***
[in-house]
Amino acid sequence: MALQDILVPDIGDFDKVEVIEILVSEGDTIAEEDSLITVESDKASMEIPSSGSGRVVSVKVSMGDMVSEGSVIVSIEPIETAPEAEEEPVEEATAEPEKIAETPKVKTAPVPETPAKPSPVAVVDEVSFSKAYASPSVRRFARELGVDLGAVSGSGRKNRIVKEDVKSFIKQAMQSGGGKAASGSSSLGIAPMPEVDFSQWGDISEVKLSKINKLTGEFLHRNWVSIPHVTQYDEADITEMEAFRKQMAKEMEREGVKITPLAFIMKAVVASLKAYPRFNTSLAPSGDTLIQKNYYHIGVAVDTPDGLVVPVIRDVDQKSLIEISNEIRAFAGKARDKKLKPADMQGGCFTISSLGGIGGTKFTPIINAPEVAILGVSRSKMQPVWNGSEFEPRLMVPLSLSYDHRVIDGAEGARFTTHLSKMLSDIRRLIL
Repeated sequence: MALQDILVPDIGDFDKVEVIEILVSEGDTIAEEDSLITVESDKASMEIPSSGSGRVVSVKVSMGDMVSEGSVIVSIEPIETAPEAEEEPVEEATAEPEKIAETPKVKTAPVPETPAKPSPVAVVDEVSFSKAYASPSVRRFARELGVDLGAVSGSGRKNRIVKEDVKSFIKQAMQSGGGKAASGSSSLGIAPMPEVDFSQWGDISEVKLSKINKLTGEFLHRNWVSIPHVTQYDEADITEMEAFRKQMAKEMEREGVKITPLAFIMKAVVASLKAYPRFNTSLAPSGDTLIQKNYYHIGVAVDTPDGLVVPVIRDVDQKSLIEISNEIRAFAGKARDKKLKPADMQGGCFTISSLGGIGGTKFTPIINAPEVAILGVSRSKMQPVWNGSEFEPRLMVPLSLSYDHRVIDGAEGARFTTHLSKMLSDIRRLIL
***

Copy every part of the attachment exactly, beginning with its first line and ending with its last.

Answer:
[in-house]
Amino acid sequence: MALQDILVPDIGDFDKVEVIEILVSEGDTIAEEDSLITVESDKASMEIPSSGSGRVVSVKVSMGDMVSEGSVIVSIEPIETAPEAEEEPVEEATAEPEKIAETPKVKTAPVPETPAKPSPVAVVDEVSFSKAYASPSVRRFARELGVDLGAVSGSGRKNRIVKEDVKSFIKQAMQSGGGKAASGSSSLGIAPMPEVDFSQWGDISEVKLSKINKLTGEFLHRNWVSIPHVTQYDEADITEMEAFRKQMAKEMEREGVKITPLAFIMKAVVASLKAYPRFNTSLAPSGDTLIQKNYYHIGVAVDTPDGLVVPVIRDVDQKSLIEISNEIRAFAGKARDKKLKPADMQGGCFTISSLGGIGGTKFTPIINAPEVAILGVSRSKMQPVWNGSEFEPRLMVPLSLSYDHRVIDGAEGARFTTHLSKMLSDIRRLIL
Repeated sequence: MALQDILVPDIGDFDKVEVIEILVSEGDTIAEEDSLITVESDKASMEIPSSGSGRVVSVKVSMGDMVSEGSVIVSIEPIETAPEAEEEPVEEATAEPEKIAETPKVKTAPVPETPAKPSPVAVVDEVSFSKAYASPSVRRFARELGVDLGAVSGSGRKNRIVKEDVKSFIKQAMQSGGGKAASGSSSLGIAPMPEVDFSQWGDISEVKLSKINKLTGEFLHRNWVSIPHVTQYDEADITEMEAFRKQMAKEMEREGVKITPLAFIMKAVVASLKAYPRFNTSLAPSGDTLIQKNYYHIGVAVDTPDGLVVPVIRDVDQKSLIEISNEIRAFAGKARDKKLKPADMQGGCFTISSLGGIGGTKFTPIINAPEVAILGVSRSKMQPVWNGSEFEPRLMVPLSLSYDHRVIDGAEGARFTTHLSKMLSDIRRLIL